Oil prices tumbled on Monday after a meeting by major exporters in Qatar collapsed without an agreement to freeze output. The impasse left the credibility of the OPEC producer cartel in tatters and the world awash with unwanted fuel. Tensions between Saudi Arabia and Iran were blamed for the failure, which revived industry fears that major government-controlled producers will increase their battle for market share by offering ever-steeper discounts. “OPEC’s credibility to coordinate output is now very low,” said Peter Lee, oil analyst at BMI Research, a unit of rating agency Fitch.
But this isn’t just about oil for the Saudis. It’s as much about regional politics.
Peter Lee, oil analyst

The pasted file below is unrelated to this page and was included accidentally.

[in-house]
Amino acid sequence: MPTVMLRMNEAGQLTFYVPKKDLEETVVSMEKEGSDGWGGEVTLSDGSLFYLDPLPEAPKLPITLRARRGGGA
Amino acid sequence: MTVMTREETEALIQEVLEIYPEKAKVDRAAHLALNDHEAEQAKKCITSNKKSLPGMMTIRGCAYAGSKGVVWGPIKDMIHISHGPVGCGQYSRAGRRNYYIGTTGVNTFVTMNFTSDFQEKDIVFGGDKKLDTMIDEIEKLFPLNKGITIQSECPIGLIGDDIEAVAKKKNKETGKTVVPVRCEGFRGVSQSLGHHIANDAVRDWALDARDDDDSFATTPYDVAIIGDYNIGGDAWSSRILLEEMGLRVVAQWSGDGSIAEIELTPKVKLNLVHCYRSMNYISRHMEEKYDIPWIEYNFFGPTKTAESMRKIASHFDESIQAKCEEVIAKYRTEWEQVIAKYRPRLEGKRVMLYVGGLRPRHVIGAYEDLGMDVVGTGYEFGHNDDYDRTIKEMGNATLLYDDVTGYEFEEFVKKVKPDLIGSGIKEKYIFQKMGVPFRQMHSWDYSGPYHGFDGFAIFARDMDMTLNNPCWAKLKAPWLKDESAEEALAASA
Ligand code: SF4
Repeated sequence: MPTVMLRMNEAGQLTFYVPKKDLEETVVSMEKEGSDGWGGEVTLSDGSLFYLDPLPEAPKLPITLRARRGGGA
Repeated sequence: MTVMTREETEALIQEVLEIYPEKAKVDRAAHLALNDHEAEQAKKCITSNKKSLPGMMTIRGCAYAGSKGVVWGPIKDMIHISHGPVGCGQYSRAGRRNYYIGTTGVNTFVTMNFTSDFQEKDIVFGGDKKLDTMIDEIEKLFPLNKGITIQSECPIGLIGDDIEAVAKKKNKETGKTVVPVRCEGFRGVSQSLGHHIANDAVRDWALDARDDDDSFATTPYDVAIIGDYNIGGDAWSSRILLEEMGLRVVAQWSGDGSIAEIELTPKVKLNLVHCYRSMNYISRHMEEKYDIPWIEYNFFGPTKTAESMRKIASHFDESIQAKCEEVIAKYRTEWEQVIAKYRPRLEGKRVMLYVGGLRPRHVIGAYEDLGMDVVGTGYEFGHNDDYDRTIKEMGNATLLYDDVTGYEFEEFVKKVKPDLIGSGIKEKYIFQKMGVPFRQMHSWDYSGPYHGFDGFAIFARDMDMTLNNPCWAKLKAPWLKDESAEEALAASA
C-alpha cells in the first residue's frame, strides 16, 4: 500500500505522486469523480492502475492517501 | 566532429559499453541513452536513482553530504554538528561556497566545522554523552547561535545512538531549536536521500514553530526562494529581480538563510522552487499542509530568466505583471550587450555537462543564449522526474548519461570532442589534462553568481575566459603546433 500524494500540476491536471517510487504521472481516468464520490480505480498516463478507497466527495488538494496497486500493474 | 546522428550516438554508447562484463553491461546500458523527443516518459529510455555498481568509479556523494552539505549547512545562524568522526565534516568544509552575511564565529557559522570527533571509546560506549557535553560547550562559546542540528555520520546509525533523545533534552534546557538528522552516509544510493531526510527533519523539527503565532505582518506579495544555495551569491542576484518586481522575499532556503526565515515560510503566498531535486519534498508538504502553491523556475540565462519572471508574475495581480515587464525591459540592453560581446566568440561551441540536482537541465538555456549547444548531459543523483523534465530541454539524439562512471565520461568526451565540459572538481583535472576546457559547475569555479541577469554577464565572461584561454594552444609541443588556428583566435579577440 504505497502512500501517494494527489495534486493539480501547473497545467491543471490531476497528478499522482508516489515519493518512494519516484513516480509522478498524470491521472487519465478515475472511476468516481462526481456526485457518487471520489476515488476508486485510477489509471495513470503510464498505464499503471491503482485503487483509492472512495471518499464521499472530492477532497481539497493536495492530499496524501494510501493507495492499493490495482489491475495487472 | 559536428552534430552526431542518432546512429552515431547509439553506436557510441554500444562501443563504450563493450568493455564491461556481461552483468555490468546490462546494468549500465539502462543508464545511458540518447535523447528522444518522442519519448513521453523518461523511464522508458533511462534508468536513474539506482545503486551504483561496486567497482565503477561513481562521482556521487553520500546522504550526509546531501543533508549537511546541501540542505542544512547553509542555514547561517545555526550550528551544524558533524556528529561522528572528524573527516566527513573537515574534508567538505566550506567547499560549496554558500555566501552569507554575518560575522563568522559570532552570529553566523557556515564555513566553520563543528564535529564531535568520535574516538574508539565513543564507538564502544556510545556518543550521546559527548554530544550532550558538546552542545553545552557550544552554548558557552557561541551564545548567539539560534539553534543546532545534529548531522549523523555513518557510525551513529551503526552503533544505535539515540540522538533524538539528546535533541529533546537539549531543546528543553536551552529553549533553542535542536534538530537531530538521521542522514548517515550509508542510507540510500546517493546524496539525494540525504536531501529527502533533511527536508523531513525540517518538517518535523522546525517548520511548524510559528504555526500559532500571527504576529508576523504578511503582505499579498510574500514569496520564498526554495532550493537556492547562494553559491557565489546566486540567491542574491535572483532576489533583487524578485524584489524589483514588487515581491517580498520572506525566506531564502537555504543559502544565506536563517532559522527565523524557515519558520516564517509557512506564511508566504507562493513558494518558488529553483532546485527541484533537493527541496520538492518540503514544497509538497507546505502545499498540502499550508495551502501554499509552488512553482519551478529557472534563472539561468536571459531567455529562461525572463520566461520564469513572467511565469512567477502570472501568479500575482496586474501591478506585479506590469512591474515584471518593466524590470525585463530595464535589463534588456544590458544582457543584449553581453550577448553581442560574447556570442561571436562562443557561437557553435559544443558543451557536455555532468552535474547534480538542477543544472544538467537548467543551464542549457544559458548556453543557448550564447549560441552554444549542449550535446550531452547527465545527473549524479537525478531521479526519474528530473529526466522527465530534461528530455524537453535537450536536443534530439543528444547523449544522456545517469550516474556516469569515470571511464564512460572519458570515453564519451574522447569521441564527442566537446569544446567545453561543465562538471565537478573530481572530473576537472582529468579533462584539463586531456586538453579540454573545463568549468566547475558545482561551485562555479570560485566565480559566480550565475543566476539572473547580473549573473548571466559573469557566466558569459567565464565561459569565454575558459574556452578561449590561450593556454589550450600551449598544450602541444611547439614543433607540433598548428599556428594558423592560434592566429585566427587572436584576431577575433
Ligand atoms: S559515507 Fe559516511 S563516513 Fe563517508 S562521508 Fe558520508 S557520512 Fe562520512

Oil prices have fallen by as much as 70% since mid-2014 as producers have pumped 1 to 2 million barrels of crude every day in excess of demand, leaving storage tanks around the world filled to the rims with unsold fuel. While tumbling oil prices hurt producer revenues, straining the budgets of energy exporters from Russia to Malaysia, they can also benefit consumers. Analysts Morgan Stanley said that “the lack of even a non-committal agreement after one was in place in February underscores the poor state of OPEC relations,” adding that “we now see a growing risk of higher OPEC supply”. Sunday’s meeting in Qatar’s capital Doha had been expected to finalise a deal to freeze output at January levels until October 2016 in an attempt to slow ballooning oversupply. But the agreement fell apart after top exporter Saudi Arabia demanded that Iran, which was not represented, should also sign up.